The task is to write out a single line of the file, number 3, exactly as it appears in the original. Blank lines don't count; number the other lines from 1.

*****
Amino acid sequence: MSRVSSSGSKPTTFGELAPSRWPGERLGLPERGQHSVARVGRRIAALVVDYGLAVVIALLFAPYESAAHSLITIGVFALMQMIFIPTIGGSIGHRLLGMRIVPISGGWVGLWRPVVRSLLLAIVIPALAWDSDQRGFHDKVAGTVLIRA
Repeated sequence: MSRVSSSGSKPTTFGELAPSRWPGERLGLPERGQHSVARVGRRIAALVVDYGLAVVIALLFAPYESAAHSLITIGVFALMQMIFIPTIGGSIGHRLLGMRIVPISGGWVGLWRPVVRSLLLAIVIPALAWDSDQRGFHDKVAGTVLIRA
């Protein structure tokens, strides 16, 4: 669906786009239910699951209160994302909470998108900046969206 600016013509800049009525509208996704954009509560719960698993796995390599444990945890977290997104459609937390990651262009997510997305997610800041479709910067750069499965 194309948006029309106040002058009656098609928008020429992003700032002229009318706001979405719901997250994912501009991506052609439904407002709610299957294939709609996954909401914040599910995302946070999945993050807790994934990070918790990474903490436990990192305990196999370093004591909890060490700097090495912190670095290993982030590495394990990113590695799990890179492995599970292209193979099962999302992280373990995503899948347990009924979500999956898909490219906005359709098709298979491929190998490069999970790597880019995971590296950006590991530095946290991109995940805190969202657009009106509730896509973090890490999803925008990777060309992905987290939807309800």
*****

């Protein structure tokens, strides 16, 4: 669906786009239910699951209160994302909470998108900046969206 600016013509800049009525509208996704954009509560719960698993796995390599444990945890977290997104459609937390990651262009997510997305997610800041479709910067750069499965 194309948006029309106040002058009656098609928008020429992003700032002229009318706001979405719901997250994912501009991506052609439904407002709610299957294939709609996954909401914040599910995302946070999945993050807790994934990070918790990474903490436990990192305990196999370093004591909890060490700097090495912190670095290993982030590495394990990113590695799990890179492995599970292209193979099962999302992280373990995503899948347990009924979500999956898909490219906005359709098709298979491929190998490069999970790597880019995971590296950006590991530095946290991109995940805190969202657009009106509730896509973090890490999803925008990777060309992905987290939807309800």